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Arthroscopy. 1995 Oct;11(5):600-7.

Humeral avulsion of glenohumeral ligaments as a cause of anterior shoulder instability.

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  • 1California Orthopaedic and Sports Medicine Group, San Francisco 94118, USA.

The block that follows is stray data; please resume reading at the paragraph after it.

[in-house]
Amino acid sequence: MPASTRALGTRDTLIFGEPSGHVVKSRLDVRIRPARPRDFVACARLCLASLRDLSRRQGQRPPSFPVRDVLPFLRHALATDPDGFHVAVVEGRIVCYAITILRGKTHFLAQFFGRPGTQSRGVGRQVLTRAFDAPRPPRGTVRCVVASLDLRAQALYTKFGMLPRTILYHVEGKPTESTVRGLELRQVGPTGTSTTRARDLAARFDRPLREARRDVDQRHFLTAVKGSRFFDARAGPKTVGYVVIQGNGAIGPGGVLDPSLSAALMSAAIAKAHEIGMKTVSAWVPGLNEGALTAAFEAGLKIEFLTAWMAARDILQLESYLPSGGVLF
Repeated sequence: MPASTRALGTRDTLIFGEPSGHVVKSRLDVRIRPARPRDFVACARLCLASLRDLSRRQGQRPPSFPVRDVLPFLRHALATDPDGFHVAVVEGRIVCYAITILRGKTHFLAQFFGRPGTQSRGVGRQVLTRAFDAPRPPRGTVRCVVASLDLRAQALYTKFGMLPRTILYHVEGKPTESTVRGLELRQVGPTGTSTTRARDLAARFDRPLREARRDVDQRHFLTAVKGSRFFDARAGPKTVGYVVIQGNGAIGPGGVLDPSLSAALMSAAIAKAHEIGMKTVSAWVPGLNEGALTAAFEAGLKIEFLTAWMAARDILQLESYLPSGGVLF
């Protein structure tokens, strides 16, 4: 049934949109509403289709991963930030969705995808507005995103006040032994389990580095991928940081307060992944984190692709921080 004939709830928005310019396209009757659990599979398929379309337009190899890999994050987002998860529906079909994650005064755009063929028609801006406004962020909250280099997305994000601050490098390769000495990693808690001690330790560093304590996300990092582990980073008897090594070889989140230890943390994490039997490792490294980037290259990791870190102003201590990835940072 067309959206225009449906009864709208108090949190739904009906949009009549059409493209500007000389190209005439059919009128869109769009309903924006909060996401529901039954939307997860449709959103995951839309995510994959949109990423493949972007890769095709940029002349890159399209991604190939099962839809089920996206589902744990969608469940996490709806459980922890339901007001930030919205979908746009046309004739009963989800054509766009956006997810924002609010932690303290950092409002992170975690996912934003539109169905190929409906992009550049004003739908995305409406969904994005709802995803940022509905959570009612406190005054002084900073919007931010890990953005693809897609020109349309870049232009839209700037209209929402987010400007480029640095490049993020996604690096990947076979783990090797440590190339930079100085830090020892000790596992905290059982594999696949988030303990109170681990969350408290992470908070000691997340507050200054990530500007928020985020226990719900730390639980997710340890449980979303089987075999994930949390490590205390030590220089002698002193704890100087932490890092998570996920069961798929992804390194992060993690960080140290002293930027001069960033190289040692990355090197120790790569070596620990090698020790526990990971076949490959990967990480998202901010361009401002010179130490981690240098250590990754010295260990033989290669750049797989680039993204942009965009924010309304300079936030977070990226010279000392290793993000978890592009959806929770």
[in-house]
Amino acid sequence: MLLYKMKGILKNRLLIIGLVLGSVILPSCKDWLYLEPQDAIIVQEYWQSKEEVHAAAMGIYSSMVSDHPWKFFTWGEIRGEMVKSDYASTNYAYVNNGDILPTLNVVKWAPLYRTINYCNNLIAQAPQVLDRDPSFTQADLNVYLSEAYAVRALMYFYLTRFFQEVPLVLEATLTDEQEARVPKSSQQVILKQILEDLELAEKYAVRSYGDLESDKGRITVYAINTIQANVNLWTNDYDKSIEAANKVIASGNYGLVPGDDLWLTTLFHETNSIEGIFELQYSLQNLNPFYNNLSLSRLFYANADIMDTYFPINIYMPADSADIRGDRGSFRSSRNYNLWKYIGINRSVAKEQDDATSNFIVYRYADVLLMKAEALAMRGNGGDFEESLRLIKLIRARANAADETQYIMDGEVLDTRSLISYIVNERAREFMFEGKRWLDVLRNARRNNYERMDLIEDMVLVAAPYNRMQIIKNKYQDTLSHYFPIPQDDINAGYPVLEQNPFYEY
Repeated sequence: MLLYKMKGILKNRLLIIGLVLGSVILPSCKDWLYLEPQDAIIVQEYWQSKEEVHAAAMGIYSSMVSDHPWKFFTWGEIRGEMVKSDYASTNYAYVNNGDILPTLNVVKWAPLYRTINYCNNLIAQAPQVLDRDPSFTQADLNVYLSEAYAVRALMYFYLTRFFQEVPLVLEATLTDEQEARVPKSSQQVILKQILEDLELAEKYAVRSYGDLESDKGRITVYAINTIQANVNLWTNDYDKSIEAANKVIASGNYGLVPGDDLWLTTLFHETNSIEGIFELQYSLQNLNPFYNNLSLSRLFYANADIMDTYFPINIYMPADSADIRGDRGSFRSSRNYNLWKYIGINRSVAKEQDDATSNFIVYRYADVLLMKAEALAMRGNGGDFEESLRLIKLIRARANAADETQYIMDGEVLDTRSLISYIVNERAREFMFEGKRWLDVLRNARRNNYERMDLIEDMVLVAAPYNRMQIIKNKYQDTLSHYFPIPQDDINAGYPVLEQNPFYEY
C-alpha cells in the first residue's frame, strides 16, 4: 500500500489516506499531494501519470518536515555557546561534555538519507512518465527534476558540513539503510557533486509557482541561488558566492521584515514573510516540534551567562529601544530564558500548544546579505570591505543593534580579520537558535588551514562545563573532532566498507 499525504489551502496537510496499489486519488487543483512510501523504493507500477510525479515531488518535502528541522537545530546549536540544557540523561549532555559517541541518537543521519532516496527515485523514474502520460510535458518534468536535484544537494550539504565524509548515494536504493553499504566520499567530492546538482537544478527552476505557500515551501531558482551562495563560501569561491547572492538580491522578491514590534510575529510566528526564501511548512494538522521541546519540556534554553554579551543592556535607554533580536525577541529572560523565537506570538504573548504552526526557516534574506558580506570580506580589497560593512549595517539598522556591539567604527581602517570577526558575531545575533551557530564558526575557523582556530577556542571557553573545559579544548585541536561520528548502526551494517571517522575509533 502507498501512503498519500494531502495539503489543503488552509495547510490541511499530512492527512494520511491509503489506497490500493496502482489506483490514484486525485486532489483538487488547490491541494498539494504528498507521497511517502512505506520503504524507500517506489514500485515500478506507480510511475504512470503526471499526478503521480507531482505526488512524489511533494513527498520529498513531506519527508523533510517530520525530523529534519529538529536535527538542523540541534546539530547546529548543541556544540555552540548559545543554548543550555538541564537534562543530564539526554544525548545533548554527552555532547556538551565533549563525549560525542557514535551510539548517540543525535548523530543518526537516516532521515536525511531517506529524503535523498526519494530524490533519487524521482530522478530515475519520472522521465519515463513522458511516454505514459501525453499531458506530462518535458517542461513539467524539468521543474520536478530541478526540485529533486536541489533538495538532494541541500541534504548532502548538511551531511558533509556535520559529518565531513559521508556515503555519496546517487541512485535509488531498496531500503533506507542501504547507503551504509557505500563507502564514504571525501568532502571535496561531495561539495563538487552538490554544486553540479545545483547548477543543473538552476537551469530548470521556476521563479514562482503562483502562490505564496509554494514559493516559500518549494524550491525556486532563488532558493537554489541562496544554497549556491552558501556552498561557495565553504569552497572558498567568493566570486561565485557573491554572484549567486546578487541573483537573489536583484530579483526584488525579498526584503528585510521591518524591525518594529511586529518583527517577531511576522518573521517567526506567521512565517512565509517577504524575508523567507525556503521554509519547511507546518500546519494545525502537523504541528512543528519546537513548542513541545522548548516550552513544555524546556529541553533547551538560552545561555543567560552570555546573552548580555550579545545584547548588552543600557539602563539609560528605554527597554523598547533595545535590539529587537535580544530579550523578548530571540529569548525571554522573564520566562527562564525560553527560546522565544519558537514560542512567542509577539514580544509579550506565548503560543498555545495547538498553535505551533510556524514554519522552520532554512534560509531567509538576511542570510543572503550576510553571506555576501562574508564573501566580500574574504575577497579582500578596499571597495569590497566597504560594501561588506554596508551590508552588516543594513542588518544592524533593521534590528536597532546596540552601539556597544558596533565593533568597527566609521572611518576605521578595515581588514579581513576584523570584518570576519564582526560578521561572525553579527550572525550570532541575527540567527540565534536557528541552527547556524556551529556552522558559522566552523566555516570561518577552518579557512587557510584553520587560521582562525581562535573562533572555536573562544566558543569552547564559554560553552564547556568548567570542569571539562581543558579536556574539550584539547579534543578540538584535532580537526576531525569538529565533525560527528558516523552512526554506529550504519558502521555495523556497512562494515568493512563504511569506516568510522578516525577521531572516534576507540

The avulsion of the glenohumeral ligament labral complex at the glenoid (Bankart lesion), as well as ligamentous laxity are well known causes of anterior shoulder instability. A lesser known entity, the humeral avulsion of glenohumeral ligaments (HAGL), was studied to determine its incidence and its role in anterior glenohumeral instability. Sixty-four shoulders with the diagnosis of anterior instability were prospectively evaluated by arthroscopy for intraarticular pathology, including Bankart, capsular laxity, and HAGL lesions. Six shoulders were found to have HAGL lesions (9.3%), 11 shoulders with generalized capsular laxity (17.2%), and 47 shoulders with Bankart lesions (73.5%). In patients with documented anterior instability without a demonstratable "primary" Bankart lesion, a HAGL lesion should be ruled out. This lesion is readily recognized arthroscopically, and an appropriate repair of this lesion can restore anterior stability to the patient. The pathological anatomy of the HAGL lesion and our treatment of this lesion is discussed.

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